January 26, 1996 in Features, Seven

Captivating Sound Of Jumbalassy Best Appreciated Live

Joe Ehrbar Correspondent

The Northwest has never been recognized as the world music center of the U.S.

But as the scene in this part of the country continues to grow and diversify, a host of reggae, soca, calypso and African music bands keep popping up. In many cases, they’re finding regional success.

Seattle’s Jumbalassy, which plays the Panida Theatre in Sandpoint tonight and Outback Jack’s in Spokane on Saturday night, is, without a doubt, the region’s most successful and popular reggae/soca combo.

Boasting one of the most highly touted live shows around, the eightpiece unit draws crowds that number into the thousands at concerts. Further, judging from the exponential growth at concerts, Jumbalassy’s popularity has yet to reach its peak.

What’s impressive about the band’s strong, almost religious following is that it was achieved through constant gigging and word of mouth.

“There aren’t any (radio) stations out here that carry the kind of music we play,” said vocalist Alex Duncan in a phone interview last week. “We have generated huge crowds from word-of-mouth because we’re not getting any airplay.”

Between weekend shows, Jumbalassy is recording two new albums, one reggae and one soca.

The reason for putting out two different albums is because fans frequently confuse Jumbalassy as solely a reggae band. With two albums “we can educate the world about the difference between the two musics,” said Duncan, who moved from the Caribbean island of St. Kitts to the U.S. a couple of years ago.

“A lot of people really don’t understand the difference between the music we play. They call it reggae music, when it’s not all reggae music,” explained the lead singer. “One’s reggae and one is soca music.”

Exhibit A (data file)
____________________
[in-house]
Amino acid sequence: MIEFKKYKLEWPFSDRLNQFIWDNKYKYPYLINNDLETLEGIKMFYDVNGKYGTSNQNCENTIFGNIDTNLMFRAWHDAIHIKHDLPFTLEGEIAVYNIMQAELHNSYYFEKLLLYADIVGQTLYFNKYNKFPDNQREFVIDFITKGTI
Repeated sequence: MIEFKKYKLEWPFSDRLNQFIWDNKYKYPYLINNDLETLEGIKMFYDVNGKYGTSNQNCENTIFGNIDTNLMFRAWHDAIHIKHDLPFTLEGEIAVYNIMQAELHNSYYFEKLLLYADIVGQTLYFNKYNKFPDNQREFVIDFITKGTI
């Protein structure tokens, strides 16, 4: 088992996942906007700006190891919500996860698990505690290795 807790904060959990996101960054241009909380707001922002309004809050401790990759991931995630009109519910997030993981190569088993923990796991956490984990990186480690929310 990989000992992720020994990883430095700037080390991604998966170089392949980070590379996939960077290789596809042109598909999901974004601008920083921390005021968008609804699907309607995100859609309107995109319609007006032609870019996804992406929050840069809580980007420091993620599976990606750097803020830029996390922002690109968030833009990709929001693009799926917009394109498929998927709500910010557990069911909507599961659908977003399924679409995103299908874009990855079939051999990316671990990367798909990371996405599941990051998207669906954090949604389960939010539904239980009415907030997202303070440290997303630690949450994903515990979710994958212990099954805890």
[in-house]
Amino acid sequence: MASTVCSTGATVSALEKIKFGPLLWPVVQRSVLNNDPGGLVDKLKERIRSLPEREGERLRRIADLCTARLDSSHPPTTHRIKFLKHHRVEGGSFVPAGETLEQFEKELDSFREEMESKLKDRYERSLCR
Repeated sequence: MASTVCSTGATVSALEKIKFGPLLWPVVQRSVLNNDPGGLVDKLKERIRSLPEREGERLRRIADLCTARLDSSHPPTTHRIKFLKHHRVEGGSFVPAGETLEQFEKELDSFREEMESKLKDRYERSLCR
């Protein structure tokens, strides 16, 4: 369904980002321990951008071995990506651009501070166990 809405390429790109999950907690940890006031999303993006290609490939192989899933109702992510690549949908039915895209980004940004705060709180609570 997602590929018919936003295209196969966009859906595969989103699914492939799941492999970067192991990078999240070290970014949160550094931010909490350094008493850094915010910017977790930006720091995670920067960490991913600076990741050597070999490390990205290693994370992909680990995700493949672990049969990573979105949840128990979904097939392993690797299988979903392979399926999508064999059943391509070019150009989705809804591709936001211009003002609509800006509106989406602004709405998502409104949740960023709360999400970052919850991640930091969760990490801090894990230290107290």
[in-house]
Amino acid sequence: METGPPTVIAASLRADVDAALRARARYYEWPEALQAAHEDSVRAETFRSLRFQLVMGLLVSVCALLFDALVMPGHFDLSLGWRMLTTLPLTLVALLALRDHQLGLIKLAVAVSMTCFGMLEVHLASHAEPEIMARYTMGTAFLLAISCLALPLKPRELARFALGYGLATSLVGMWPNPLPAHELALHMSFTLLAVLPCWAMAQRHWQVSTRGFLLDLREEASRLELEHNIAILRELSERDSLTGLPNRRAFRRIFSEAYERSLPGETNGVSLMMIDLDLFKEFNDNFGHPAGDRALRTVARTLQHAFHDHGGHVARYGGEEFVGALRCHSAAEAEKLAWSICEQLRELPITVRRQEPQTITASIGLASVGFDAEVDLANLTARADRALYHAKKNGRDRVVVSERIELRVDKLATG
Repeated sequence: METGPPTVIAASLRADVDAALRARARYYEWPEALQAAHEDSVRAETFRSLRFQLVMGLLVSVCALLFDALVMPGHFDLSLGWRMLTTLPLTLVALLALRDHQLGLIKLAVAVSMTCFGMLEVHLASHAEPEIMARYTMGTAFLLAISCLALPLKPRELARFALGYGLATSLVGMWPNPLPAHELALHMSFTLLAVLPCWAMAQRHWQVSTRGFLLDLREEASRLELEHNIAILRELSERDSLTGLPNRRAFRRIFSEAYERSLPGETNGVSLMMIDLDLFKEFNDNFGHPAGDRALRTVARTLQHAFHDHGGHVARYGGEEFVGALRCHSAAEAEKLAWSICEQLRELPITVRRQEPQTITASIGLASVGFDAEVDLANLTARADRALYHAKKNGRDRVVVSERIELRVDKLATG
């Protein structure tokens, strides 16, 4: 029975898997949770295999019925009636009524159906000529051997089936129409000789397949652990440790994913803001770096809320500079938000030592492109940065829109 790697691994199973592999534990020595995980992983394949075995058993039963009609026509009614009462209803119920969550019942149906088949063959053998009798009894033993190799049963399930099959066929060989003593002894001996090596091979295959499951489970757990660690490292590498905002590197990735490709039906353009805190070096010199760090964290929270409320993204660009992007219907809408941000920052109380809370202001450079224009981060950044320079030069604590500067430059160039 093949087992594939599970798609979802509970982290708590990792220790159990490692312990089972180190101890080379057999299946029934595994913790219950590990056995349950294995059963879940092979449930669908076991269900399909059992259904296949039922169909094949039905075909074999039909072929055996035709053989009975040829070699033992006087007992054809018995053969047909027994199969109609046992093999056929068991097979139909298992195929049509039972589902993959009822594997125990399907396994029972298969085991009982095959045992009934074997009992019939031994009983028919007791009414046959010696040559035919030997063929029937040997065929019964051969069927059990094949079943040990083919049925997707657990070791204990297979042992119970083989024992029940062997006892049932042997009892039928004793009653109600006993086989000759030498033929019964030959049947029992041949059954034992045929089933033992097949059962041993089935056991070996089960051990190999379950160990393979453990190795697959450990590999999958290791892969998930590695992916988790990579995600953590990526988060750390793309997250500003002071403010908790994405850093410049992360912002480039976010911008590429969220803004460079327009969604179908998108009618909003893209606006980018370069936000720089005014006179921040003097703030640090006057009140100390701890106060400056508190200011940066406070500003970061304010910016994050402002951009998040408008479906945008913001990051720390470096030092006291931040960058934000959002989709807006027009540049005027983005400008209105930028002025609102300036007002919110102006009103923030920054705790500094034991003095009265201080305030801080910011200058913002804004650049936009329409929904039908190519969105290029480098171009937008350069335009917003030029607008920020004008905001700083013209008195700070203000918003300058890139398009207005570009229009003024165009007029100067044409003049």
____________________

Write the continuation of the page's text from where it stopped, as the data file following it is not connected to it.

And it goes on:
So what’s the difference between the two Caribbean styles?

Soca, which has its roots in the island of Trinidad, combines soul and calypso and is fast-paced style of dance music. Reggae, which originated in Jamaica, formed out of ska (another Jamaican style) and rock and is often slower than soca, though still quite dance-friendly.

Both albums, yet to be titled, should be in stores in the late summer. Jumbalassy will release a couple of EPs in the summer as a precursor to the full-length releases.

Jumbalassy’s captivating sound hasn’t gone unnoticed, and commercial success might be looming. A couple of major labels have been sniffing around.

Signing to a big label would fulfill a major dream for Duncan, even if it means criticism from his peers. Reggae artists Ini Kamoze and Supercat, both recent signees, have been called sell-outs by purists for crossing their sound into mainstream pop.

“People tell me, ‘oh they’re just trying to make money,”’ said Duncan. “As a poor man coming from a little island and having nothing at all, you got to think about that this man (Kamoze) had nothing. He’s got to work and sweat. That’s why you do what you got to do to work.

“If you sit on the side and beg, they call you a beggar. But as soon as you work and do something to prove yourself, they call you a sell-out. I don’t understand this world.”

Jumbalassy performs at 8 tonight at the Panida. Tickets are $9, $7 for students 18 and under. Saturday the band plays at 10 p.m. at Outback’s. Tickets are $8 and are available at Outback’s.

, DataTimes ILLUSTRATION: Photo

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